Typically, 360-degree VR video comes in two varieties: static, wherein the camera remains motionless while the onscreen action unfolds around it, and vomit-inducing, where the camera moves but instigates severe motion sickness in the viewer. The San Francisco-based motion picture startup, Spherica, aims to create a third option: immersive VR video that can track, tilt and pan without making the audience lose their lunch.
The company accomplishes this feat through proprietary camera stabilization -- essentially the same sort of gyroscopic hardware that makes the DJI OSMO line so smooth. This allows Spherica to connect cameras to a variety of terrestrial and aerial systems including drones, helicopters, rovers and overhead cable systems, all without generating the camera shake that causes people gastric distress. You can see an example of their work in The Artist of Skid Row, which debuted at the Tribeca Film Festival earlier this year.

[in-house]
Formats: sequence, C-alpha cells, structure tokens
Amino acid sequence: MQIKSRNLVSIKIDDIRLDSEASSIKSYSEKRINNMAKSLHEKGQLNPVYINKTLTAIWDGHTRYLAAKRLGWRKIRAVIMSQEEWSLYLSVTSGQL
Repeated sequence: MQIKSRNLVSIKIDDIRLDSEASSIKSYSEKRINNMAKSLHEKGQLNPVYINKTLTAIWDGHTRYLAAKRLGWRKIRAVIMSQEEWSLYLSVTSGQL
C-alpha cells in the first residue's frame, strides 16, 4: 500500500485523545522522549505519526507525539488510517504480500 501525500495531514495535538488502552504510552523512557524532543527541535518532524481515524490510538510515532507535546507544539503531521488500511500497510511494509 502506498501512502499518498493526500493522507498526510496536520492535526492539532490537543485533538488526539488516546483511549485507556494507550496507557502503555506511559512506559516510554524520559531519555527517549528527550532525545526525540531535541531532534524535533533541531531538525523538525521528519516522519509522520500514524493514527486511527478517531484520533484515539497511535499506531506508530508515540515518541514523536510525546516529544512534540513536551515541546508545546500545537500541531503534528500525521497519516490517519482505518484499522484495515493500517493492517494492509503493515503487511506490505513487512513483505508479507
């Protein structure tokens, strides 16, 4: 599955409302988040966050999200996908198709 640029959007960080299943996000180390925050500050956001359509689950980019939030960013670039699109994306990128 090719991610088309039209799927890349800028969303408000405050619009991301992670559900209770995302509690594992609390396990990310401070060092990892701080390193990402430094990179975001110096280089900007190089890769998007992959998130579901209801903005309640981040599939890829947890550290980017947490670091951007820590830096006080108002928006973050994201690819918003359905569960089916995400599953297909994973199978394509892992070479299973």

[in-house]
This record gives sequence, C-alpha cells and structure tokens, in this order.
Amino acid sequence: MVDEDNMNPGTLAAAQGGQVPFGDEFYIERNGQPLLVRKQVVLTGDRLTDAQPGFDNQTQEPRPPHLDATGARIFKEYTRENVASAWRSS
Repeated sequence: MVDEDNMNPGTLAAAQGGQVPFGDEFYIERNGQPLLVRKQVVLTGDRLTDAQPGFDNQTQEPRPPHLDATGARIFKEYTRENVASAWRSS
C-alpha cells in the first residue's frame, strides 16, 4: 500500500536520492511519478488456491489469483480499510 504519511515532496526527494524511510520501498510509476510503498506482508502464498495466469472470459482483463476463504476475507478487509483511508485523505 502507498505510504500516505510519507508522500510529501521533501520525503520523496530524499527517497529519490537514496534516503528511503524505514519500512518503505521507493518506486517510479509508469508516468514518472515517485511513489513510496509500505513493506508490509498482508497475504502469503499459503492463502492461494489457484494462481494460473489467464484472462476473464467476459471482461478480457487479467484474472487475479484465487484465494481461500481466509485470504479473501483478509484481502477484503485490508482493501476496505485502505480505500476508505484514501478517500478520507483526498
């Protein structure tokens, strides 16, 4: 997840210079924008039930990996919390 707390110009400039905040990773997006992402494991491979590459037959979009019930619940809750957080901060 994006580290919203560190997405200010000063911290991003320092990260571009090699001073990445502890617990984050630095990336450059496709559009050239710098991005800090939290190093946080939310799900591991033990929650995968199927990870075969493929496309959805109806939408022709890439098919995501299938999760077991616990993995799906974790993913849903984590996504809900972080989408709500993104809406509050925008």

I was able to take a quick look at their video on Monday during the Techcrunch Disrupt conference in San Francisco. Having grown up loving 3D FPS games like Descent, I typically don't have much issue with nausea, though I do occasionally get wicked bad vertigo when viewing immersive video, a la the rock bridge scene in Farpoint. However, I had zero issue watching any of the demos that Spherica showed me. Even when the camera panned down on a pirate battle from above the ships' mainsails or I quickly whipped my head around to follow the onscreen action, the video remained smooth enough that my brain could keep up with the sensory input. I could totally see this technology being adapted for professional sports like the NFL or EPL.